With Star Wars: The Force Awakens in cinemas, retiresavvy presents an exclusive interview with screen legend Harrison Ford
In May 1977, the life of jobbing actor and part-time Hollywood handyman Harrison Ford changed forever. Until then, Ford was best known for a small role in George Lucas’ 1973 nostalgia-fuelled hit American Graffiti; but as soon as audiences took their first visit to a galaxy far, far away, he was forever indelibly linked with rogue space smuggler, Han Solo.
Not that Ford’s relationship with Han Solo has always been as easy as making the Kessel Run in less than 12 parsecs. Famously, he had a hard time with Star Wars’ script, telling director George Lucas "You can type this stuff, but you sure can't say it" and lobbying hard for Solo to be killed off in Return of the Jedi – at the time, the final instalment of the saga.
Ford, now 73, opens up to retiresavvy about his attitude to acting, family, and how he spends his time away from the set.
Always looking ahead
Despite having enjoyed one of the most successful careers of any actor in the history of film, Ford remains focussed on the future. “I'm not really concerned about my legacy as an actor,” he says.
“I'm all about right now and what's ahead. I don't really think much about the past, except that I do reflect on and understand the enormous luck that I've had. I've had a pretty good run.”
His upcoming slate of movies includes a sequel to Ridley Scott’s dystopian sci-fi epic Blade Runner, as well as a potential fifth outing for whip-cracking archaeologist Indiana Jones. “I'm lucky that, from time to time, there's a good part for somebody of my relative age, where there are fewer opportunities to be the leading man,” Ford says.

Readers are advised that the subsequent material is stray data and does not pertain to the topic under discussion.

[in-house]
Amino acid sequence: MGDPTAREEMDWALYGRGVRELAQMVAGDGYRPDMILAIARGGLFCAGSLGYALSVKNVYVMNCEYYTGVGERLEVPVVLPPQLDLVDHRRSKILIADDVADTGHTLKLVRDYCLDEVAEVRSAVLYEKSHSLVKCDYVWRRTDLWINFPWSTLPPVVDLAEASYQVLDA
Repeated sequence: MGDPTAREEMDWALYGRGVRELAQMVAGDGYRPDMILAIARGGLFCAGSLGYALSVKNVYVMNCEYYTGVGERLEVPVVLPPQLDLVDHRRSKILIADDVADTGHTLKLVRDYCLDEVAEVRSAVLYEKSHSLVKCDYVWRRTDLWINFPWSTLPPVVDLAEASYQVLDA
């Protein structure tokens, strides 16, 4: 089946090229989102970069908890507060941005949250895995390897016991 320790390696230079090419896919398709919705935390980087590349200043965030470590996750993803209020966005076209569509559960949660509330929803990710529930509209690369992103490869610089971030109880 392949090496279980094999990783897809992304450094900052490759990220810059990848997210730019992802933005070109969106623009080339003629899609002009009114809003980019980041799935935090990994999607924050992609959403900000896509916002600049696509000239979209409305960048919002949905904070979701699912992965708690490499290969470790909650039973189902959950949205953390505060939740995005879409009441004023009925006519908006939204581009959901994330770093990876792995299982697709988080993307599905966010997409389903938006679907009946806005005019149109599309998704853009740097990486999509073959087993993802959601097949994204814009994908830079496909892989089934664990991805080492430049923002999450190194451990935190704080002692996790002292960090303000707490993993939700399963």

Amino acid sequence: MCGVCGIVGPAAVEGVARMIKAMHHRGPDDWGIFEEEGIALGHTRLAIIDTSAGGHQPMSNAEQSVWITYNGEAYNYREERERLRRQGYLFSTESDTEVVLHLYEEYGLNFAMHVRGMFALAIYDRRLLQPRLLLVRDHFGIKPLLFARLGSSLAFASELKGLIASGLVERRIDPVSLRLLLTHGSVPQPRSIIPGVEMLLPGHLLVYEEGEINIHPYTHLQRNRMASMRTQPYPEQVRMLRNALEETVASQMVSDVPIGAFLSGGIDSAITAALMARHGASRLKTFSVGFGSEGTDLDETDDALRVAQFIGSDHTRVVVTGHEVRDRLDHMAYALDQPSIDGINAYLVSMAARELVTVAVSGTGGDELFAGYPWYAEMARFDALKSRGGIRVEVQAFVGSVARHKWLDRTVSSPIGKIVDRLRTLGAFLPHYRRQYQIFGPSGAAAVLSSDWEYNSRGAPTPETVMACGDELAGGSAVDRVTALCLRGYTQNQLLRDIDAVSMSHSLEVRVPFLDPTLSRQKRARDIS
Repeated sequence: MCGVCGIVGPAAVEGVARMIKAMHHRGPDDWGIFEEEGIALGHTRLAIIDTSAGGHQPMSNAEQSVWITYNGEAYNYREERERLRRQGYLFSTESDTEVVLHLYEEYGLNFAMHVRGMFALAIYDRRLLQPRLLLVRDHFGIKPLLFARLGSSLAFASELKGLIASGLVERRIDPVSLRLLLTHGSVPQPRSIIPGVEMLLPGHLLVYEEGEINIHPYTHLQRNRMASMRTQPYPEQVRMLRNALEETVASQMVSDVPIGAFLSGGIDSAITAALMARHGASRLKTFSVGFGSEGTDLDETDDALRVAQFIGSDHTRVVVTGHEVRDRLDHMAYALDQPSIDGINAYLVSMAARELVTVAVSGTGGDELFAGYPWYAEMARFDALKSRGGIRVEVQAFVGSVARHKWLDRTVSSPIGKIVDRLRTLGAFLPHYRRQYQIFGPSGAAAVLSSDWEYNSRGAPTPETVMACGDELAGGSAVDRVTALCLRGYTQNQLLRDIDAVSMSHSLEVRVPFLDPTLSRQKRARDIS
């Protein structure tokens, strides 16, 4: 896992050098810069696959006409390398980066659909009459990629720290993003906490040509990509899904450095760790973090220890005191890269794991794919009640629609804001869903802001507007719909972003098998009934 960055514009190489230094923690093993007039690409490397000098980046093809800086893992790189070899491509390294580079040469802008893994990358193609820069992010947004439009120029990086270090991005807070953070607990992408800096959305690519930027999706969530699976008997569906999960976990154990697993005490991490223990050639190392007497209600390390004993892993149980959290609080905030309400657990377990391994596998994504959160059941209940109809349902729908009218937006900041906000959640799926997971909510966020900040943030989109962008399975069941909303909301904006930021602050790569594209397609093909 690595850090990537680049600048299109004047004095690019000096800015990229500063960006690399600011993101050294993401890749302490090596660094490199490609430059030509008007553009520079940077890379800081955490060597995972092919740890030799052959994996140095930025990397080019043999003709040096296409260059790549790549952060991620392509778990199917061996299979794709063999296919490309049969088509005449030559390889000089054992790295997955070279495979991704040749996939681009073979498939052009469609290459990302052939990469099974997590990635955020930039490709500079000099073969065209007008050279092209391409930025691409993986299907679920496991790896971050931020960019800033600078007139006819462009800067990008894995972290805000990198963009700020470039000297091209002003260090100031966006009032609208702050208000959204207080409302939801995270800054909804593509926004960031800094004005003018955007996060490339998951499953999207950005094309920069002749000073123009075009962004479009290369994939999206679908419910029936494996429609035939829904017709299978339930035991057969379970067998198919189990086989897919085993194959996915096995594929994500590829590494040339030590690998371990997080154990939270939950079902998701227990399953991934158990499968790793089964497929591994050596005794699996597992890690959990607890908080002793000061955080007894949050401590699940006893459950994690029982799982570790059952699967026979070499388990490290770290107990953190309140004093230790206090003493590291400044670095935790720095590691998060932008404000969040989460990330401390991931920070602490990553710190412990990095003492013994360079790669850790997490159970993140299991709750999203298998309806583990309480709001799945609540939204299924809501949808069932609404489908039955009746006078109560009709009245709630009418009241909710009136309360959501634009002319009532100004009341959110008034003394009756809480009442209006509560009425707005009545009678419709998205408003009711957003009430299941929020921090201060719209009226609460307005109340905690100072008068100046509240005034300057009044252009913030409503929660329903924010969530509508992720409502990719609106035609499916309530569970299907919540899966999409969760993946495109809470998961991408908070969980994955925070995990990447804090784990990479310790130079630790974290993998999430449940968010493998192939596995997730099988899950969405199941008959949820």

“But that's OK - if something goes wrong on the set I can tell me people, 'Hey, I just work here - ask that other guy over there.'”
An ordinary guy in extraordinary situations
The characters that Ford is best known for – Han Solo, Indiana Jones, Jack Ryan – tend to be heroic Everyman figures that the audience can identify with. How close is that to Ford himself? “I don't know if I would describe very many of my roles as heroic. I think of them more as ordinary men who have remarkable levels of courage and character and vulnerability - someone who's had his share of pain or difficult times and who can face up to challenges and overcome whatever obstacles stand in his way.”
Ford adds: “A heroic figure for me is someone who has the determination and perseverance to triumph over adversity when the odds are stacked against him and lesser men would have given up or fallen apart or died as the case may be. I like to imagine myself as having some of those qualities or aspirations, and so that's the kind of guy I like to play.”
Ford’s humility around the incredible success he has experienced is possibly one of the reasons he has been able to survive in Hollywood through six decades (his first screen role was in 1966). “I don't feel like a movie star when I'm on a set although I do use my standing to try to help make the best film possible,” he says.